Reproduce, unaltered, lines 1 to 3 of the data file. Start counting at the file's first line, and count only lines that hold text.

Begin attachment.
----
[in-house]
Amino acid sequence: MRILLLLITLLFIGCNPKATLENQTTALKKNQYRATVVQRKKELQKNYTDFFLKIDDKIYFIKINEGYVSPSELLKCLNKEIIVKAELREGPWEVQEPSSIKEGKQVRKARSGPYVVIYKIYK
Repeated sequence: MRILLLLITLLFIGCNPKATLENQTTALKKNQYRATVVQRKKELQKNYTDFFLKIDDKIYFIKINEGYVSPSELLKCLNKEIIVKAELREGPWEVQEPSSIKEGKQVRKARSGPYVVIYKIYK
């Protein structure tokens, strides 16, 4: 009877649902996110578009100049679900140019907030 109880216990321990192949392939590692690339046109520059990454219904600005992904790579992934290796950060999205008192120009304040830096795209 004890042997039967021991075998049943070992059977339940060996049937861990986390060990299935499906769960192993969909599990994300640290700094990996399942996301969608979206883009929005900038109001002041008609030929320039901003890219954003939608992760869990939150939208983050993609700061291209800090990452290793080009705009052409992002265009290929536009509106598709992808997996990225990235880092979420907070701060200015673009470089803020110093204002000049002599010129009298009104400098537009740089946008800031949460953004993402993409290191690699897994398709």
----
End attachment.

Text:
[in-house]
Amino acid sequence: MRILLLLITLLFIGCNPKATLENQTTALKKNQYRATVVQRKKELQKNYTDFFLKIDDKIYFIKINEGYVSPSELLKCLNKEIIVKAELREGPWEVQEPSSIKEGKQVRKARSGPYVVIYKIYK
Repeated sequence: MRILLLLITLLFIGCNPKATLENQTTALKKNQYRATVVQRKKELQKNYTDFFLKIDDKIYFIKINEGYVSPSELLKCLNKEIIVKAELREGPWEVQEPSSIKEGKQVRKARSGPYVVIYKIYK